That was not the end of my problems, far from it. The ISO image that I downloaded was not be recognised by the server installer, neither as a straight dump of the ISO file onto a DVD,  nor as a DVD burnt as an image. I had used Active@ ISO Burner to burn it, and it all seemed to go okay. As an alternative, I tried to burn it usng ISO recorder V2, but that kept telling me that my (blank) DVDs were unusable!

Finally, I decided to ditch Windows 2008, and try Windows 2003, which I do have an ISO file on DVD for. Restarted the server installer, selected Windows 2003 Enterprise R2 x64 this time, and held my breath when it asked for the media. It asked for 2 image files which took me aback, but the DVD had a Disc1 and a Disc2, so all was okay at this point. Pointed it these two file and it started installing. Phew!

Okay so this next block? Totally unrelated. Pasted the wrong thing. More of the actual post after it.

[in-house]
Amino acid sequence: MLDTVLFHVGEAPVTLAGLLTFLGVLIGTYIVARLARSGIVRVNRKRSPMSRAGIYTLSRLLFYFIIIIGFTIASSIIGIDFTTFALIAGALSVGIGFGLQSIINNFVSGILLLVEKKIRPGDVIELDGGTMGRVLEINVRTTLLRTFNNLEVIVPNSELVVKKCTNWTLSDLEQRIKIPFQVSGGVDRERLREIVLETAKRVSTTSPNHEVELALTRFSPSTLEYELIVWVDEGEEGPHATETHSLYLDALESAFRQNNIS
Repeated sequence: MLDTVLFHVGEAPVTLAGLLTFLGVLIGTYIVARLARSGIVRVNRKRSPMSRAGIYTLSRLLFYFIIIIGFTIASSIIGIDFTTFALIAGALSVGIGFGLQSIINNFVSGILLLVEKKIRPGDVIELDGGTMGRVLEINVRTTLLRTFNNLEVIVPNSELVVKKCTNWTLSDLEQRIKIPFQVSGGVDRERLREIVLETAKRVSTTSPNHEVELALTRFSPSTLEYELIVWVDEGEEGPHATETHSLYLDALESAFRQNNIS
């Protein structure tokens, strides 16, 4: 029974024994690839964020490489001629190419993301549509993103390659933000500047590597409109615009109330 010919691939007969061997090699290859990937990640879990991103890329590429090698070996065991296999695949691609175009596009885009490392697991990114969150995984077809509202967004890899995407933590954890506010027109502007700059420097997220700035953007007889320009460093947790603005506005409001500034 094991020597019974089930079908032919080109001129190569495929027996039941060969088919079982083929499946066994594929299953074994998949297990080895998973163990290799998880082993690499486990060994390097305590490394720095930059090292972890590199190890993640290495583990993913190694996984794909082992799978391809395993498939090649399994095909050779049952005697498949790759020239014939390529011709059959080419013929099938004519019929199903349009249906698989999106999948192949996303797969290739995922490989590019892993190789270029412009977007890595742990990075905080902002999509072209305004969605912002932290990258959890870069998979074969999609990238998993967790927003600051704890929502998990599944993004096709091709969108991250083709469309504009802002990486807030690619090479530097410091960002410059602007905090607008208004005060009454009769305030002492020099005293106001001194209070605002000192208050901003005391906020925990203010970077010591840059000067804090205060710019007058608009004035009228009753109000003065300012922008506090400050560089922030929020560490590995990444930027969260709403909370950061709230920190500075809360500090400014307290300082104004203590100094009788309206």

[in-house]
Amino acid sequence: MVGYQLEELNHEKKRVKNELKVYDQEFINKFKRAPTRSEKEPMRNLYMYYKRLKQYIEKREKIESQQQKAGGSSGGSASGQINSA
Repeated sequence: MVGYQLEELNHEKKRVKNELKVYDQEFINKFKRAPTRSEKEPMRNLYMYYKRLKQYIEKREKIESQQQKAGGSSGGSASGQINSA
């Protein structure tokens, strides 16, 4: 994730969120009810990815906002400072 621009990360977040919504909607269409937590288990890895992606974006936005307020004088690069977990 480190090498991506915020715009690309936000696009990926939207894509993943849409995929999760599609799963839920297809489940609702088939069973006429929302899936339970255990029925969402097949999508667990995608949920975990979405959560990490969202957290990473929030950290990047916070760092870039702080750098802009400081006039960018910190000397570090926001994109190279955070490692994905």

The installation was relatively quick, but of course Windows 2003 is a mature product (read old), so there were a host of critical updates to apply, including SP2. That alone took hours to download, but when it tried to install it just got stuck after the installation intialisation.

I decided to cancel the SP2 install, and install the other 48 (sic!) critical updates. Rebooting on completion of these, I tried again with SP2 and it flew through. Why?

I hate these darn computers, no logic in them at all.

At least I have an OS on the server now;, tomorrow we will try with SQL Server.

I was right though, it has taken more time than I can spare, and we are just at the start [^o)]